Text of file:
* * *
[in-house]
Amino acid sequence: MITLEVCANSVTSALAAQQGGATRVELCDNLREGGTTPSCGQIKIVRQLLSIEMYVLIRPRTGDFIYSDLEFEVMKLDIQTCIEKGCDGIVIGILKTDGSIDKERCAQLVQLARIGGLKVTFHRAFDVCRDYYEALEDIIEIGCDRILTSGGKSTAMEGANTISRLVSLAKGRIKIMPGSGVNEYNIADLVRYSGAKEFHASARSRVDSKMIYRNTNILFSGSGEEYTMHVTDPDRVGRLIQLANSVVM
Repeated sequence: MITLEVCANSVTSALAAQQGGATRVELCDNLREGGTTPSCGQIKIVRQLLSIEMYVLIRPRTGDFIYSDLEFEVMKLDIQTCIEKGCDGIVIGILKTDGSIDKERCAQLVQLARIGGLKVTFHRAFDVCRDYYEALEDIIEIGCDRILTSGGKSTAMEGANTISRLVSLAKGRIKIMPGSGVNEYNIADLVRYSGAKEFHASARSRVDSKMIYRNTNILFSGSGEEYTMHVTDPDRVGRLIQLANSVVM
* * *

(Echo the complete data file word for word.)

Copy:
[in-house]
Amino acid sequence: MITLEVCANSVTSALAAQQGGATRVELCDNLREGGTTPSCGQIKIVRQLLSIEMYVLIRPRTGDFIYSDLEFEVMKLDIQTCIEKGCDGIVIGILKTDGSIDKERCAQLVQLARIGGLKVTFHRAFDVCRDYYEALEDIIEIGCDRILTSGGKSTAMEGANTISRLVSLAKGRIKIMPGSGVNEYNIADLVRYSGAKEFHASARSRVDSKMIYRNTNILFSGSGEEYTMHVTDPDRVGRLIQLANSVVM
Repeated sequence: MITLEVCANSVTSALAAQQGGATRVELCDNLREGGTTPSCGQIKIVRQLLSIEMYVLIRPRTGDFIYSDLEFEVMKLDIQTCIEKGCDGIVIGILKTDGSIDKERCAQLVQLARIGGLKVTFHRAFDVCRDYYEALEDIIEIGCDRILTSGGKSTAMEGANTISRLVSLAKGRIKIMPGSGVNEYNIADLVRYSGAKEFHASARSRVDSKMIYRNTNILFSGSGEEYTMHVTDPDRVGRLIQLANSVVM